Sanders criticizes Biden’s record on the Mideast
Sen. Bernie Sanders, right, is stepping up his criticism of former Vice President Joe Biden's Middle East policy record, particularly his vote in favor of the Iraq War. | AP

The Trump-ordered killing of Gen. Qassem Soleimani, Iran’s second in command, has made its way into the 2020 presidential campaign, with Bernie Sanders, on national television yesterday, stepping up his sharp criticism of former Vice President Joe Biden.

Sanders singled out Biden’s record on foreign policy for special condemnation, saying Biden was not the person to lead the U.S. out of the mess in the Middle East. His sharp criticism of Biden comes less than a month before the Iowa caucuses. In recent polling, both Sanders and Biden have been playing tag for first place in Iowa, with both former South Bend, Ind. Mayor Pete Buttigieg and Sen. Elizabeth Warren close behind.

Sanders blasted Biden last night for having voted in 2002 to authorize military action against Iraq. Sanders voted against that measure. “Joe Biden voted for and helped lead the effort for the war in Iraq, the most dangerous foreign policy blunder in the modern history of this country,” declared Sanders.

The situation in the Mideast was front and center in the minds of Democratic primary voters across the country this week after Trump ordered the missile strike that killed Iran’s top military commander.

Polls show that Biden’s 2002 vote is a major problem for him with young Democratic voters in particular, with some 40% of them saying that because of his foreign policy record they will not vote for him.

Meanwhile, the Trump administration continues to pour fuel on the fires of its Mideast policy by sending out provocative and contradictory messages. At least twice in the last two days, Trump said that if Iran retaliates he will order the destruction of as many as 52 cultural sites in that country, a move that constitutes an internationally recognized war crime.

Defense Secretary Mark Esper acknowledged, however, that such a move would be a war crime and said such attacks were not being planned. The U.S. has signed a 1954 international agreement that protects cultural sites in wartime. Iran has some 20 sites that are designated by the UN as culturally important, significant among them the ruins of Persopolis which was a major city in the ancient Persian empire.

Sounding much more reasonable than Trump, Iran’s supreme leader, Ayatollah Ali Khamenei, said retaliation for the killing of Soleimani would be proportional. Trump, by contrast, has specifically said any further U.S. action would be “disproportionate.”

U.S. officials say they are bracing, nevertheless, for just about anything to happen, confirming charges by many Democratic lawmakers that the assassination has made the world much less safe than it was before Trump ordered the killing. Ominously, the U.S. is shifting and adding to its forces in the Mideast in the way it would be expected to if it was preparing for major conflict.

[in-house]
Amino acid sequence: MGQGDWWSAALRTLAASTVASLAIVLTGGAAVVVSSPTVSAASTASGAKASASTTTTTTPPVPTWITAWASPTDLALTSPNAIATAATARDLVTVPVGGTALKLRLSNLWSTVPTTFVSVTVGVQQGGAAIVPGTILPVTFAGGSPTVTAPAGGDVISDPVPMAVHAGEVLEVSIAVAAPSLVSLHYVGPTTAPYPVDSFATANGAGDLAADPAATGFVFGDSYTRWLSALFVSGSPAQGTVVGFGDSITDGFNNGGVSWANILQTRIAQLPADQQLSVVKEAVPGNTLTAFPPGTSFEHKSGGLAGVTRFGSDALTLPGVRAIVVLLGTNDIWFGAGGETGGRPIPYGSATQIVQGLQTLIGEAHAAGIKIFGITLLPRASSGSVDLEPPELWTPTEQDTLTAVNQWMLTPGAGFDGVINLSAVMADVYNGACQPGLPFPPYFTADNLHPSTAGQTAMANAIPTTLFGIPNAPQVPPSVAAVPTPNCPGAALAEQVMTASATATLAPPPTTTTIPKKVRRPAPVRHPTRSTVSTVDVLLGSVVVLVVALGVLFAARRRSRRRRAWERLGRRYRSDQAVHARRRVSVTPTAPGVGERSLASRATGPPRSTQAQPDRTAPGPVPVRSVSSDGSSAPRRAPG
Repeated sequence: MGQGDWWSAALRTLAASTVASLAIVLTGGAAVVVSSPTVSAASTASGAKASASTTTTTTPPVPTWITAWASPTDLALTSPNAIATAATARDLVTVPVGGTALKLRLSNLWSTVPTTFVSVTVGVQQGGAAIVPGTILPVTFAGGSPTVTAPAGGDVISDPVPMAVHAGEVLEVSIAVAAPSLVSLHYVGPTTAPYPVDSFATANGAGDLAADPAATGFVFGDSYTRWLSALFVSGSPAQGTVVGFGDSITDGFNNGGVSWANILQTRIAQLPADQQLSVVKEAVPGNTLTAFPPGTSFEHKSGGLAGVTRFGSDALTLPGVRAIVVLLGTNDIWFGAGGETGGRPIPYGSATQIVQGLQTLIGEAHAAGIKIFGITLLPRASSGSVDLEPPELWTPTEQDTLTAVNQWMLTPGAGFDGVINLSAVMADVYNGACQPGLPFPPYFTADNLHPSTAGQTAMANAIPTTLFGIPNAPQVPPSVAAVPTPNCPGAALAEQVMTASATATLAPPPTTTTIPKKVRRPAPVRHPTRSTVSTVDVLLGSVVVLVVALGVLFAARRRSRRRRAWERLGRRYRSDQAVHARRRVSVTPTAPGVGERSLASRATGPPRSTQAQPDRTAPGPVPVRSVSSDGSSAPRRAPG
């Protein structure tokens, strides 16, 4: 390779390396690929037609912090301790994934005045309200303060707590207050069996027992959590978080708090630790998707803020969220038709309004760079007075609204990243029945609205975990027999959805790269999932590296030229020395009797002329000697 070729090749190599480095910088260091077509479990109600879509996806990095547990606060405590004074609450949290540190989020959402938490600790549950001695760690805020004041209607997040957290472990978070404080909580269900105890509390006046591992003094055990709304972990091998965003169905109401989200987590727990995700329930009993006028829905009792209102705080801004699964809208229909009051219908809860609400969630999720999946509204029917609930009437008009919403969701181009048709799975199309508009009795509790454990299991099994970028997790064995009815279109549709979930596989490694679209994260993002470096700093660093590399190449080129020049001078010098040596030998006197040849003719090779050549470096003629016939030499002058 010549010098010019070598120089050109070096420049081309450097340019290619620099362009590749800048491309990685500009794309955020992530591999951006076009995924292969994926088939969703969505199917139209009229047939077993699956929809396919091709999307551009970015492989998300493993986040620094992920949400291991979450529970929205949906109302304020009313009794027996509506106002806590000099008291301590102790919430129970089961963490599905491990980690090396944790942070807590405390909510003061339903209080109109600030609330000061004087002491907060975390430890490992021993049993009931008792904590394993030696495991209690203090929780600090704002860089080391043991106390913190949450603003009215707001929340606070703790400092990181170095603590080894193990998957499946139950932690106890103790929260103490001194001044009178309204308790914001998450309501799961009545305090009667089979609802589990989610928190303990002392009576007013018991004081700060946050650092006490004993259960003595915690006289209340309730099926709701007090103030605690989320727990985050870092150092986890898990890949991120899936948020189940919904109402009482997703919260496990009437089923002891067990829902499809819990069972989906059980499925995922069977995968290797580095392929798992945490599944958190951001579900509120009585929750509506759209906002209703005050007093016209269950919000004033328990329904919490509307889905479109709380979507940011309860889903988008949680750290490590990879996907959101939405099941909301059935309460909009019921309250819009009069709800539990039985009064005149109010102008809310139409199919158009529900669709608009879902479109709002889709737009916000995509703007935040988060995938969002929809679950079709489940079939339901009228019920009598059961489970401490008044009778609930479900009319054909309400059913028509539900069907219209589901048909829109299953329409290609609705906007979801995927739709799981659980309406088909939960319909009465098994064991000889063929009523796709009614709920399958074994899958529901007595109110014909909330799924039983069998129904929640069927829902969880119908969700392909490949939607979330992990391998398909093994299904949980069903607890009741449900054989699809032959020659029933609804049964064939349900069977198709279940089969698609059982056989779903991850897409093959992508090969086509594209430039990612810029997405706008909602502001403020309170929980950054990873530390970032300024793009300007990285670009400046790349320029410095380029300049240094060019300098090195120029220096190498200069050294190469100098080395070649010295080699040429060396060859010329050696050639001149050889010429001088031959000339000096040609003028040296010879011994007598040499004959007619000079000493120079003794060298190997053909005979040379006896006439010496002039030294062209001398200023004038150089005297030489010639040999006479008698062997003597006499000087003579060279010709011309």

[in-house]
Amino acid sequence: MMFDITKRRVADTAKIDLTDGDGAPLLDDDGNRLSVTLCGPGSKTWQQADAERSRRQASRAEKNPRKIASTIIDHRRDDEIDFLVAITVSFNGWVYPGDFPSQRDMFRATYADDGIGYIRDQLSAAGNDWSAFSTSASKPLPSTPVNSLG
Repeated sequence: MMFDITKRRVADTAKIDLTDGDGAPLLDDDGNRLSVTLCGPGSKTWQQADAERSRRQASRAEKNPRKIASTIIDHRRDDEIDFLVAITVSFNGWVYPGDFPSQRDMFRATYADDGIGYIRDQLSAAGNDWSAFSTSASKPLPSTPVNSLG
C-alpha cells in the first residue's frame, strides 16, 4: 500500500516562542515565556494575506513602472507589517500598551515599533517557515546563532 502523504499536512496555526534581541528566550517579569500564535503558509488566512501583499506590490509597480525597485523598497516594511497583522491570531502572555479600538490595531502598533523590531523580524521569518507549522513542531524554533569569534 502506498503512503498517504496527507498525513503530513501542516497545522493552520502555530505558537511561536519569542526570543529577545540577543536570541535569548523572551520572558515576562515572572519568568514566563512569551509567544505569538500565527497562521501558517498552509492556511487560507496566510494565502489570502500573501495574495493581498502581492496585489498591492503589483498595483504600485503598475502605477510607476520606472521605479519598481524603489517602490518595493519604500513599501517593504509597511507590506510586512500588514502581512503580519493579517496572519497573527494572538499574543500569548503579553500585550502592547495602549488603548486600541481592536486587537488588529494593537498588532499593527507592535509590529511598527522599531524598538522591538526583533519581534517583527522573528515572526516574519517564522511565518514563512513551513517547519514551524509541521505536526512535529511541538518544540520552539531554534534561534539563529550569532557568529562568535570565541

On Monday, there was another indication of the contradictory and dangerous aspects of Trump foreign policy. The Iraqis received a letter from the U.S. Defense Department saying that the U.S. was, in response to the vote of that country’s parliament, pulling out of the country completely. Later, Defense Secretary Mark Esper said no decision had been made about withdrawing troops from Iraq.

Another development yesterday put the Trump administration’s bellicose intentions on display. There have been reports of talks between high officials at the UN and the foreign ministry of Iran about the possibility of mediation of some of the disputes between the two countries, making it particularly outrageous that the U.S. yesterday denied a visa to Iranian foreign minister Mohammed Javad Zarif. He was on his way to attend a U.N. meeting this week. The move is actually also illegal under policy agreed to by the U.S. and is seen as one more in a series of Trump provocations begun when he cancelled the nuclear arms deal with Iran.

Another indicator of the warlike intentions of this administration was Secretary of State Mike Pompeo’s provocative statements on the Sunday news shows that the U.S. was targeting Iran’s “actual decision-makers” rather than its network of proxy allies.

Trump’s former national security chief, the war hawk John Bolton, openly said this weekend that he hoped the assassination was the opening shot in an effort to overthrow the Iranian government itself. All of this flies in the face of Trump’s recent claims that he is not seeking “regime change.”

Democrats prepared resolutions to curb the president’s military actions against Iran. Speaker Nancy Pelosi called the airstrike on Soleimani “provocative and disproportionate” and said it had “endangered our service members, diplomats, and others by risking a serious escalation of tensions with Iran.”

Trump is in violation of the War Powers Act by not notifying Congress in advance. He also did not meet the 48-hour deadline required by the Act to notify Congress after the deadly strike. He has claimed he is not required to tell Congress anything but that a tweet announcing he may strike again served as sufficient notice “nevertheless.”

Senators will supposedly receive a ‘briefing’ Wednesday.


CONTRIBUTOR

John Wojcik
John Wojcik

John Wojcik is Editor-in-Chief of People's World. He joined the staff as Labor Editor in May 2007 after working as a union meat cutter in northern New Jersey. There, he served as a shop steward, as a member of a UFCW contract negotiating committee, and as an activist in the union's campaign to win public support for Wal-Mart workers. In the 1970s and '80s he was a political action reporter for the Daily World, this newspaper's predecessor, and was active in electoral politics in Brooklyn, New York.

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